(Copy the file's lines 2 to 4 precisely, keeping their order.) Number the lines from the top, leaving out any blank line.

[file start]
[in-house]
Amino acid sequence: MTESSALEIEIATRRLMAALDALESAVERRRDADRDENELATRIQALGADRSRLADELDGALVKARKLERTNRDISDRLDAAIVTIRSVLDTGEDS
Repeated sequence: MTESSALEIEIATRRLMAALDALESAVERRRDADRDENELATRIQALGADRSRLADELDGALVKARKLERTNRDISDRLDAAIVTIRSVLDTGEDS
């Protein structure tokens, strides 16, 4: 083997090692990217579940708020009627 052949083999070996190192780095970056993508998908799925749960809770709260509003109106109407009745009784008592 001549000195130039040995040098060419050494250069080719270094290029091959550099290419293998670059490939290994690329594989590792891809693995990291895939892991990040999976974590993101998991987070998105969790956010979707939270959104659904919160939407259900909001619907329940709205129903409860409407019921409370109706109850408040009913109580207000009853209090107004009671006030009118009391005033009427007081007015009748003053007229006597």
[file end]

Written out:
Amino acid sequence: MTESSALEIEIATRRLMAALDALESAVERRRDADRDENELATRIQALGADRSRLADELDGALVKARKLERTNRDISDRLDAAIVTIRSVLDTGEDS
Repeated sequence: MTESSALEIEIATRRLMAALDALESAVERRRDADRDENELATRIQALGADRSRLADELDGALVKARKLERTNRDISDRLDAAIVTIRSVLDTGEDS
């Protein structure tokens, strides 16, 4: 083997090692990217579940708020009627 052949083999070996190192780095970056993508998908799925749960809770709260509003109106109407009745009784008592 001549000195130039040995040098060419050494250069080719270094290029091959550099290419293998670059490939290994690329594989590792891809693995990291895939892991990040999976974590993101998991987070998105969790956010979707939270959104659904919160939407259900909001619907329940709205129903409860409407019921409370109706109850408040009913109580207000009853209090107004009671006030009118009391005033009427007081007015009748003053007229006597």